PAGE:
California wildfires scorch an area the size of Los Angeles, with high winds expected to spread the flames

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Smoke from the Carr and Ferguson fires can be seen in satellite images.

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Sixteen of the largest wildfires burning in California have scorched 320,000 acres, authorities said Wednesday — an area larger than the entire city of Los Angeles.

The Carr Fire, which has burned 115,000 acres and left six people dead, is now considered the sixth most destructive fire in California history, according to the California Department of Forestry and Fire Protection — also known as Cal Fire.

Forecasters say winds could be stronger Wednesday, around 20 mph to 30 mph, and high temperatures and low humidity don’t bode well for containing the blazes.

“California can expect to see hot, dry and breezy conditions through the end of the week,” CNN meteorologist Gene Norman said.

Temperatures will soar into the lower 100s in many places, Norman said, and whipping winds will be “wildly fluctuating as the fires generate their own localized wind.”

Here’s a look at some of the most dangerous wildfires burning in the state now:

Carr Fire’s destruction is ‘like an atomic bomb’

The deadliest of the current wildfires, the Carr Fire, is now the sixth most destructive inferno in California history, state fire officials said.

Six people have died in this blaze, including three members of the same family.

The Carr Fire was 35% contained early Wednesday, Cal Fire said.

Redding police issued some good news. They said 18 people missing in Shasta County had been found. Two people remain missing.

Josh Lister and his family lost their home and belongings after the fire swept through Redding, a city of almost 100,000 people.

“It was a firestorm when we left,” Lister said.

Afterward, he was stunned to see the devastation in his neighborhood.

“It looked like an atomic bomb went off,” he said.

The Carr Fire is so large and intense that it created its own localized weather system, making it difficult to predict which way the blaze will spread.

More than 4,000 fire personnel are battling the flames, but triple-digit heat, shifting winds, dry fuel and steep terrain are working against them, officials said. Roughly 15,000 residents have been evacuated.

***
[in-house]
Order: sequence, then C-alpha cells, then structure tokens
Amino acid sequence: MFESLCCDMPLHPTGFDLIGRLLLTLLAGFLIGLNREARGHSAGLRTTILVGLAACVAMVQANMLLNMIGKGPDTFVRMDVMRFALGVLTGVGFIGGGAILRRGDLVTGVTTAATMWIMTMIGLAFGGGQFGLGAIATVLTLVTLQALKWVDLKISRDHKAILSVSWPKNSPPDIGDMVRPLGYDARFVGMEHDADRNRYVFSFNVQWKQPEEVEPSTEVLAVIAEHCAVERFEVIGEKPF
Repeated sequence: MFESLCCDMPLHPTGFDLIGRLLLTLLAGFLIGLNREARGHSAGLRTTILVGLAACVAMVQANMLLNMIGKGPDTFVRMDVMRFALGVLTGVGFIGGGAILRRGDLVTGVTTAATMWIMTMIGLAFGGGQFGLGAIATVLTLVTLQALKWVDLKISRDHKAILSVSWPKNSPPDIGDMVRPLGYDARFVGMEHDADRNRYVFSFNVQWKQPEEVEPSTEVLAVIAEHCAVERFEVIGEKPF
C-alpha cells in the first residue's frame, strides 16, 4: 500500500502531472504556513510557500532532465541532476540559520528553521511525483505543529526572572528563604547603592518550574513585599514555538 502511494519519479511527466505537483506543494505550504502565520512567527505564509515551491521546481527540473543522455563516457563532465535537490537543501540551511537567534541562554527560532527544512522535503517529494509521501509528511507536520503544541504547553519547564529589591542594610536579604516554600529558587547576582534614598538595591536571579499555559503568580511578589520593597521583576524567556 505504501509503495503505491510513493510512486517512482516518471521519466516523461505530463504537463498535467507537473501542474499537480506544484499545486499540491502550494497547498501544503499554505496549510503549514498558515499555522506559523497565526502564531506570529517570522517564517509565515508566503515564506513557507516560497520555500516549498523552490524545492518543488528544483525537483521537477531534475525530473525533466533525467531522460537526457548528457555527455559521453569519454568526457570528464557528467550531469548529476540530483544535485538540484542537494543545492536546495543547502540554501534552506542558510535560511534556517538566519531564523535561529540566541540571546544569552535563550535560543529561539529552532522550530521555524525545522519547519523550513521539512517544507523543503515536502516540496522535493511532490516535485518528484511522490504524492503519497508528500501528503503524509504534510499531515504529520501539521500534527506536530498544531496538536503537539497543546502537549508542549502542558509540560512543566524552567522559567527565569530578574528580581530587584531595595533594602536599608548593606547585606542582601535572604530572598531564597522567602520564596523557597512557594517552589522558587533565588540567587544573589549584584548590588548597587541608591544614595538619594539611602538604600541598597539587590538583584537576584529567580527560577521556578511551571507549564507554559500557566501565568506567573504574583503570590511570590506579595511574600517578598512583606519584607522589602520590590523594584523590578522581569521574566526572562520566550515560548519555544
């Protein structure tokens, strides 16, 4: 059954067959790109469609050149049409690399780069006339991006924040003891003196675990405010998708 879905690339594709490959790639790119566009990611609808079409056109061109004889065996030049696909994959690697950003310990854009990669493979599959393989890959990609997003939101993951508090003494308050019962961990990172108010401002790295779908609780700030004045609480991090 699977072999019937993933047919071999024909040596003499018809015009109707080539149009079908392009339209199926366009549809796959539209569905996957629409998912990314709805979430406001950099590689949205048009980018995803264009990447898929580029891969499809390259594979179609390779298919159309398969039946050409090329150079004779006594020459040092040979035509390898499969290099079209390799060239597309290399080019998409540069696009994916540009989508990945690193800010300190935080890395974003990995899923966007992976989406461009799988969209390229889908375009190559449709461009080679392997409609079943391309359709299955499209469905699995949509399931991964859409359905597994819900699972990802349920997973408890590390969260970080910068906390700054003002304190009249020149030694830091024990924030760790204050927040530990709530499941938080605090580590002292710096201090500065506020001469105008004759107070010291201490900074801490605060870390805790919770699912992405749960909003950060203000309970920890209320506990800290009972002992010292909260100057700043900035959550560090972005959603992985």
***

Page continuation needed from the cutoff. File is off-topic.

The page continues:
The flames were sparked July 23 by the mechanical failure of a vehicle, Cal Fire said. Since then, it has destroyed more than 1,018 homes.

Ferguson Fire kills 2 people

After 20 days of destruction, the Ferguson Fire in central California was only 39% contained as of Wednesday.

Two people have been killed in the fire, but no houses have been damaged or destroyed, fire officials said — although about 2,800 structures are threatened.

A huge problem facing firefighters is that the flames are largely burning in steep, inaccessible terrain.

Unlike the Carr Fire, authorities don’t know what started the Ferguson Fire, which has now engulfed nearly 63,000 acres.

Mendocino Complex

The Ranch and River fires, collectively called the Mendocino Complex, are blazing in and near the southeast corner of the Mendocino National Forest, northwest of Sacramento. Together the fires have burned nearly 91,000 acres and are 24% contained.

As many as 14,600 residents have been evacuated, fire officials said, and more than 12,000 structures are threatened.

Wildfires ‘we have historically never seen’ before

In the past several days, smoke from the California wildfires has stretched all the way to Oklahoma.

And California has already spent a quarter of its firefighting budget for the year in the month of July.

Cal Fire spokesman Jonathan Cox said the intensity of this summer’s wildfires is historic.

“What we’re seeing in California right now is more destructive, larger fires burning at rates that we have historically never seen,” he said.

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